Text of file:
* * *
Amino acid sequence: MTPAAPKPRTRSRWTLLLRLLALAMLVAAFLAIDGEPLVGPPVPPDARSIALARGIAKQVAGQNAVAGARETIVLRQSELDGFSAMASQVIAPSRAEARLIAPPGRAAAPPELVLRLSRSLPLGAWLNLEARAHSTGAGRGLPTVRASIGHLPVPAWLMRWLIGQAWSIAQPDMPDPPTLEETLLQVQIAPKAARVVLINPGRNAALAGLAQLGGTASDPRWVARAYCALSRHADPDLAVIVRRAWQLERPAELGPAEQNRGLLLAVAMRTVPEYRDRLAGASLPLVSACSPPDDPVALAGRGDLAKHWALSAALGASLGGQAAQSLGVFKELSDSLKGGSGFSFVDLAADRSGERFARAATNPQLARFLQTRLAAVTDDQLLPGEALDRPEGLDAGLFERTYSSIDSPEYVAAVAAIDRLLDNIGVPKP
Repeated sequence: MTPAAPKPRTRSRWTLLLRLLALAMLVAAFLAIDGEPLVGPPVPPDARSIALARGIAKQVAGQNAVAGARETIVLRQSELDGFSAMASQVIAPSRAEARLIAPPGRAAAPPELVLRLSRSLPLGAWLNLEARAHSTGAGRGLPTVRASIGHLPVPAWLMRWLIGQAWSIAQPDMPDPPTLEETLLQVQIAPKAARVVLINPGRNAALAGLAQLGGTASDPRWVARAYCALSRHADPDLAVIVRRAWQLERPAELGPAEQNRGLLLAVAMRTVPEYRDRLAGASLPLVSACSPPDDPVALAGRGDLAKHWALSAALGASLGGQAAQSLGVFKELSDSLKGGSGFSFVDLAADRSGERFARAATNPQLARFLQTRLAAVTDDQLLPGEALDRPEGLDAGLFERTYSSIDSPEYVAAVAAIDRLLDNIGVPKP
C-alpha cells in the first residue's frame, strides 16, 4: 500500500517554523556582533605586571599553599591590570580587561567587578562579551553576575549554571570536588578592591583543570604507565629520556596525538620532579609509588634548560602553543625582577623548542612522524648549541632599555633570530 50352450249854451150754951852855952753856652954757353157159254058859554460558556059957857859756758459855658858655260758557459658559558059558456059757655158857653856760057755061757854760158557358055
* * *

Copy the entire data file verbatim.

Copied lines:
Amino acid sequence: MTPAAPKPRTRSRWTLLLRLLALAMLVAAFLAIDGEPLVGPPVPPDARSIALARGIAKQVAGQNAVAGARETIVLRQSELDGFSAMASQVIAPSRAEARLIAPPGRAAAPPELVLRLSRSLPLGAWLNLEARAHSTGAGRGLPTVRASIGHLPVPAWLMRWLIGQAWSIAQPDMPDPPTLEETLLQVQIAPKAARVVLINPGRNAALAGLAQLGGTASDPRWVARAYCALSRHADPDLAVIVRRAWQLERPAELGPAEQNRGLLLAVAMRTVPEYRDRLAGASLPLVSACSPPDDPVALAGRGDLAKHWALSAALGASLGGQAAQSLGVFKELSDSLKGGSGFSFVDLAADRSGERFARAATNPQLARFLQTRLAAVTDDQLLPGEALDRPEGLDAGLFERTYSSIDSPEYVAAVAAIDRLLDNIGVPKP
Repeated sequence: MTPAAPKPRTRSRWTLLLRLLALAMLVAAFLAIDGEPLVGPPVPPDARSIALARGIAKQVAGQNAVAGARETIVLRQSELDGFSAMASQVIAPSRAEARLIAPPGRAAAPPELVLRLSRSLPLGAWLNLEARAHSTGAGRGLPTVRASIGHLPVPAWLMRWLIGQAWSIAQPDMPDPPTLEETLLQVQIAPKAARVVLINPGRNAALAGLAQLGGTASDPRWVARAYCALSRHADPDLAVIVRRAWQLERPAELGPAEQNRGLLLAVAMRTVPEYRDRLAGASLPLVSACSPPDDPVALAGRGDLAKHWALSAALGASLGGQAAQSLGVFKELSDSLKGGSGFSFVDLAADRSGERFARAATNPQLARFLQTRLAAVTDDQLLPGEALDRPEGLDAGLFERTYSSIDSPEYVAAVAAIDRLLDNIGVPKP
C-alpha cells in the first residue's frame, strides 16, 4: 500500500517554523556582533605586571599553599591590570580587561567587578562579551553576575549554571570536588578592591583543570604507565629520556596525538620532579609509588634548560602553543625582577623548542612522524648549541632599555633570530 50352450249854451150754951852855952753856652954757353157159254058859554460558556059957857859756758459855658858655260758557459658559558059558456059757655158857653856760057755061757854760158557358055